Howard says the high dismissal rate in Fulton County might not be the miscarriage of justice that it appears on the surface. He claims that 93 percent of cases dismissed at preliminary hearings are eventually indicted.

But Hicks strongly disagrees. He says the majority of cases that he dismisses due to officer no-shows are drug possession cases and that most of them, once dismissed, never come back to him. He also says that if officers were to show up more often, suspects would be indicted more quickly.

Fulton County Sheriff's Sgt. Charles Rambo, who heads the Local 453 of the International Brotherhood of Police, says officers' time is at a premium and that officers often choose other responsibilities over attending preliminary hearings. Rambo also says officers are not always compensated for overtime hours that they spend in the courtroom.

"If I'm sitting in court for four hours, my department still might say that they're only going to pay me for two hours," Rambo says. "And sometimes officers complain that they will be scheduled to appear in court on one of their off days."

According to Atlanta Police Department spokesperson John Quigley, there also might be a problem delivering subpoenas to officers on time.

"If we didn't receive those subpoenas," Quigley says, "then we can't hold our guys accountable."

But Fulton Deputy District Attorney Rebecca Keel says she sends both electronic and paper subpoenas to appointed officials at the Atlanta Police Department and calls the officers to inform them of the subpoenas.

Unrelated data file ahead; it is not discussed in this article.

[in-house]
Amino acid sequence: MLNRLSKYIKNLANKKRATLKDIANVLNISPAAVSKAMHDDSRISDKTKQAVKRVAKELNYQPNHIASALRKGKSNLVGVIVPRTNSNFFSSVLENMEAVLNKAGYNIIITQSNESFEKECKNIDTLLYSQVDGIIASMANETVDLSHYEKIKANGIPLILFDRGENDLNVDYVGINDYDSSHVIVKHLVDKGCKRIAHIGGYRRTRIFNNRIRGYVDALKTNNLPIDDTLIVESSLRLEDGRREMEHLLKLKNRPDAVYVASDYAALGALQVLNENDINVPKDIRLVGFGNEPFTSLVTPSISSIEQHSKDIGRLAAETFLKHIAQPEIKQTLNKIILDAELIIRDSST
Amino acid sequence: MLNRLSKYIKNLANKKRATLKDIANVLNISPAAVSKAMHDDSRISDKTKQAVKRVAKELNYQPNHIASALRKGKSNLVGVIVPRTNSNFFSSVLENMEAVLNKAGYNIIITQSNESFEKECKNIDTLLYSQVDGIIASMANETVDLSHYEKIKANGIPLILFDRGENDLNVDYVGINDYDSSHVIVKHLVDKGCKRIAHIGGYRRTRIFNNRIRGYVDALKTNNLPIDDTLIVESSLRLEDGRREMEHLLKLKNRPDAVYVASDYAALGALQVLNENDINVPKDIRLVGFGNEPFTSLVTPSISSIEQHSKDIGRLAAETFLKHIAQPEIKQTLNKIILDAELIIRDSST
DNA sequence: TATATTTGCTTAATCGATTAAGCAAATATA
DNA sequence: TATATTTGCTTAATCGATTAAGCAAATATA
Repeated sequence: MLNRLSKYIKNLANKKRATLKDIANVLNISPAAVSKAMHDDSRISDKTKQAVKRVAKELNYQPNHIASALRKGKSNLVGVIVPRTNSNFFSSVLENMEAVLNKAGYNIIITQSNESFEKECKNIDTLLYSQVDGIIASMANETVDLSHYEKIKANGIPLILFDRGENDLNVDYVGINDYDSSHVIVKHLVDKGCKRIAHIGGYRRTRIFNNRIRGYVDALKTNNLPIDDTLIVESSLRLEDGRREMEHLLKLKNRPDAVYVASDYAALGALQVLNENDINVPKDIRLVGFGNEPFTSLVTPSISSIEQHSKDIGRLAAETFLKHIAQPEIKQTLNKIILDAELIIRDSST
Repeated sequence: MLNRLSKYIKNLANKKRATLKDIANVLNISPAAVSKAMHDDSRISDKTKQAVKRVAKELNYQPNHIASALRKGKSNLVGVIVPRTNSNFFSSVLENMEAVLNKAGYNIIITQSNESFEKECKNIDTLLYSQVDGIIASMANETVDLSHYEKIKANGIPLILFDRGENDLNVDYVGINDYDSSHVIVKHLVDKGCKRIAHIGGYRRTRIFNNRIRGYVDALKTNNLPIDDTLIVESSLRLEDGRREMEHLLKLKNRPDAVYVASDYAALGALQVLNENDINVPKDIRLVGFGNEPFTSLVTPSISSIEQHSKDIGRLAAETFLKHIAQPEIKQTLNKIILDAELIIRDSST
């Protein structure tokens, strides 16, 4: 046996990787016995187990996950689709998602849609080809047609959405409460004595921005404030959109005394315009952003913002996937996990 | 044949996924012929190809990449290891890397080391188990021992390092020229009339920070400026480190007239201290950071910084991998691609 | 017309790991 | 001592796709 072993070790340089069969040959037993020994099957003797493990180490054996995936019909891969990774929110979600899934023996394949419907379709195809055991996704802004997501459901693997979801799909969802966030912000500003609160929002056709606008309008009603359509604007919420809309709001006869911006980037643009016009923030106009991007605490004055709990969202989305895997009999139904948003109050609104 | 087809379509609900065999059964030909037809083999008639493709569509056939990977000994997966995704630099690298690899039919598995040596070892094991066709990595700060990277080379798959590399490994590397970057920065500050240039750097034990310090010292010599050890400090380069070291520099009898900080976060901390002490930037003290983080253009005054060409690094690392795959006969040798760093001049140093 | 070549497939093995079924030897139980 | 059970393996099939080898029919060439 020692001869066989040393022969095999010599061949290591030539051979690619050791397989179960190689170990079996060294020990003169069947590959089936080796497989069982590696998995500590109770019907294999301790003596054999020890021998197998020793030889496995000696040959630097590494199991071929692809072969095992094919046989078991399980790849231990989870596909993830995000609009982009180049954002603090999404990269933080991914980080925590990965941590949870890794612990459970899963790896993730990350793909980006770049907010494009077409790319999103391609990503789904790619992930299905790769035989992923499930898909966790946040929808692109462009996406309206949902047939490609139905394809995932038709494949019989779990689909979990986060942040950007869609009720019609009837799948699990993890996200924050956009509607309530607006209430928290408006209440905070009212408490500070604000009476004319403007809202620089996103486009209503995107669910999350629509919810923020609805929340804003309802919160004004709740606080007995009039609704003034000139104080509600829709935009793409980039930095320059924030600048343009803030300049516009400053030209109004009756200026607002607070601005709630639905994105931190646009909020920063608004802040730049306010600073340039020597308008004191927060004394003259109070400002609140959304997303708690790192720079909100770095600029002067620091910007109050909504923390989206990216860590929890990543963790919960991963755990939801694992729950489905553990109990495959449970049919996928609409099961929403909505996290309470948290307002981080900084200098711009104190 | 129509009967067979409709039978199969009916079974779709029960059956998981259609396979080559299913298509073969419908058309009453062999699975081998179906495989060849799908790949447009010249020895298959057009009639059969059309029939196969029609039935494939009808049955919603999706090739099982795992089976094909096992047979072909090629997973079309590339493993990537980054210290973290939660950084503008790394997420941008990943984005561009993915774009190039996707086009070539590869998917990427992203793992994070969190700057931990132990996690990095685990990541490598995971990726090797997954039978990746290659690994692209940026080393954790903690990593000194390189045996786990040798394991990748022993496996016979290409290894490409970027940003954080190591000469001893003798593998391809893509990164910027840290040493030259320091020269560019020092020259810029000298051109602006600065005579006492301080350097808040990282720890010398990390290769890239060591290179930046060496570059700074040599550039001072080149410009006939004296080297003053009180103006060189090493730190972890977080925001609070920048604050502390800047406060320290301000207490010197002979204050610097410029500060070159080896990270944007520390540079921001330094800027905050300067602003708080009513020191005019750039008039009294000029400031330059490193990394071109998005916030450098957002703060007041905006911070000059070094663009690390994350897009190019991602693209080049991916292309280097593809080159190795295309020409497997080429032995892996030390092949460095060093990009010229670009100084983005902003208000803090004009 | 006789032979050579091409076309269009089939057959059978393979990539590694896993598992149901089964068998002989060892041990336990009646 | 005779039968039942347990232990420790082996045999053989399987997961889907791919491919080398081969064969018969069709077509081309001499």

Howard says the problem might stem from the hectic and unpredictable schedules of police officers.

"Today there are several officers out standing around a crane, trying to arrest a suspect," Howard said May 27, referring to the three-day police standoff with a Florida murder suspect who took refuge atop a 25-story crane on Peachtree Street. "If you subpoenaed one of those officers today, they wouldn't get the subpoena."

Howard says his office is looking at the issue of how to get more cops to show up at preliminary hearings and will be talking to Atlanta police officials. Quigley says the police department will discuss the issue with the district attorney's office.

Two years ago, Atlanta City Court faced a similar problem with officer no-shows. So the court, which hears traffic violations, began to require that cases continually be reset in the event that an officer does not show. As a result, traffic violators often have to return to court several times on a charge of, say, running a red light - while in Fulton County, a suspect charged with felony drug possession might be released the first time the officer fails to appear at a preliminary hearing.

"It would seem to be backwards, wouldn't it?" Howard says.

One solution might be to hit officers where it hurts - in their wallets. Hicks says that in the 1970s, officers were fined when they failed to show at preliminary hearings. He says officers were more apt to show up for hearings when that policy was in place.

Rambo says that docking officers' pay when they fail to respond to a subpoena is a reasonable option. But he worries that it might lower officer morale.

"We are dealing with burned-out cops who have to write the report, gather the evidence and then sit through preliminary hearings for over 100,000 cases," Rambo says. "If you have burned-out, pissed-off police, then the public is not going to have the type of service that they expect and deserve and that they pay their taxes for."